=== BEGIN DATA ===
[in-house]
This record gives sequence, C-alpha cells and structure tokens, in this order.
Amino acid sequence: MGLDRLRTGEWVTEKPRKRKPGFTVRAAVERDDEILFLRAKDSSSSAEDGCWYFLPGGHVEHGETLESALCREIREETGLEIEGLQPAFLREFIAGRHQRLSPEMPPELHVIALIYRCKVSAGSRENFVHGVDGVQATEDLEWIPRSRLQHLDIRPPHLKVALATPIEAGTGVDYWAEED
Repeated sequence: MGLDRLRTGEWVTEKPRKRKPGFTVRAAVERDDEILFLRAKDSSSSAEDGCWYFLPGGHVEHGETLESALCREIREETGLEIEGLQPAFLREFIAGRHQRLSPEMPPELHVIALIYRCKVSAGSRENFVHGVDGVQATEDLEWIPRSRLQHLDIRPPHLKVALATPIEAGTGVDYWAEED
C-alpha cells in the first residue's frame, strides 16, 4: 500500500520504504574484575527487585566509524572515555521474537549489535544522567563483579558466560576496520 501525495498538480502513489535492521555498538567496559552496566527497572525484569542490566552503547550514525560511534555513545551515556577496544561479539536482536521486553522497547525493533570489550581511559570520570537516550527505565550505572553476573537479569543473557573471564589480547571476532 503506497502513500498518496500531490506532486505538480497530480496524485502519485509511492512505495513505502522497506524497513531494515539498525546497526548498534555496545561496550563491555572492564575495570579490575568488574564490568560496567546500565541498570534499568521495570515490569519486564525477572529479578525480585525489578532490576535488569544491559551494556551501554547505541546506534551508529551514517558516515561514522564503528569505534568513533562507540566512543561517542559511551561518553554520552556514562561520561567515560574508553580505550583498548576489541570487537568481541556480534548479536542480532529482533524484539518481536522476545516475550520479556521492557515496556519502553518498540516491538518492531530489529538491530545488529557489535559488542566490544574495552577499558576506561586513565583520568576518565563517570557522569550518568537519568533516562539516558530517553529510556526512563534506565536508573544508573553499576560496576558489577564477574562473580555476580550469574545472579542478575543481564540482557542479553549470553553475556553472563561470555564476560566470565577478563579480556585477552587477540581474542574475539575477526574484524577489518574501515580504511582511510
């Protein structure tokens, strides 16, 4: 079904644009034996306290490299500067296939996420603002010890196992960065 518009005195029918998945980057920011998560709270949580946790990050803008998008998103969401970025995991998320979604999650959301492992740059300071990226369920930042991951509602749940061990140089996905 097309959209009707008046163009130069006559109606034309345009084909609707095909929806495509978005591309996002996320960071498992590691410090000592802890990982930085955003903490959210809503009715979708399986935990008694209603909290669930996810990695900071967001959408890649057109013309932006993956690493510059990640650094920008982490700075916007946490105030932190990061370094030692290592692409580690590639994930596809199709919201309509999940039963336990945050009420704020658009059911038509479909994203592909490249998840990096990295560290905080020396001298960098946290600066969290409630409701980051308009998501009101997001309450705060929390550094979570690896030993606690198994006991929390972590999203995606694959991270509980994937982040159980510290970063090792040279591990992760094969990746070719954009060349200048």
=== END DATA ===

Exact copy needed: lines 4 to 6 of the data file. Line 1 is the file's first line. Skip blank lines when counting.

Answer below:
Repeated sequence: MGLDRLRTGEWVTEKPRKRKPGFTVRAAVERDDEILFLRAKDSSSSAEDGCWYFLPGGHVEHGETLESALCREIREETGLEIEGLQPAFLREFIAGRHQRLSPEMPPELHVIALIYRCKVSAGSRENFVHGVDGVQATEDLEWIPRSRLQHLDIRPPHLKVALATPIEAGTGVDYWAEED
C-alpha cells in the first residue's frame, strides 16, 4: 500500500520504504574484575527487585566509524572515555521474537549489535544522567563483579558466560576496520 501525495498538480502513489535492521555498538567496559552496566527497572525484569542490566552503547550514525560511534555513545551515556577496544561479539536482536521486553522497547525493533570489550581511559570520570537516550527505565550505572553476573537479569543473557573471564589480547571476532 503506497502513500498518496500531490506532486505538480497530480496524485502519485509511492512505495513505502522497506524497513531494515539498525546497526548498534555496545561496550563491555572492564575495570579490575568488574564490568560496567546500565541498570534499568521495570515490569519486564525477572529479578525480585525489578532490576535488569544491559551494556551501554547505541546506534551508529551514517558516515561514522564503528569505534568513533562507540566512543561517542559511551561518553554520552556514562561520561567515560574508553580505550583498548576489541570487537568481541556480534548479536542480532529482533524484539518481536522476545516475550520479556521492557515496556519502553518498540516491538518492531530489529538491530545488529557489535559488542566490544574495552577499558576506561586513565583520568576518565563517570557522569550518568537519568533516562539516558530517553529510556526512563534506565536508573544508573553499576560496576558489577564477574562473580555476580550469574545472579542478575543481564540482557542479553549470553553475556553472563561470555564476560566470565577478563579480556585477552587477540581474542574475539575477526574484524577489518574501515580504511582511510
């Protein structure tokens, strides 16, 4: 079904644009034996306290490299500067296939996420603002010890196992960065 518009005195029918998945980057920011998560709270949580946790990050803008998008998103969401970025995991998320979604999650959301492992740059300071990226369920930042991951509602749940061990140089996905 097309959209009707008046163009130069006559109606034309345009084909609707095909929806495509978005591309996002996320960071498992590691410090000592802890990982930085955003903490959210809503009715979708399986935990008694209603909290669930996810990695900071967001959408890649057109013309932006993956690493510059990640650094920008982490700075916007946490105030932190990061370094030692290592692409580690590639994930596809199709919201309509999940039963336990945050009420704020658009059911038509479909994203592909490249998840990096990295560290905080020396001298960098946290600066969290409630409701980051308009998501009101997001309450705060929390550094979570690896030993606690198994006991929390972590999203995606694959991270509980994937982040159980510290970063090792040279591990992760094969990746070719954009060349200048």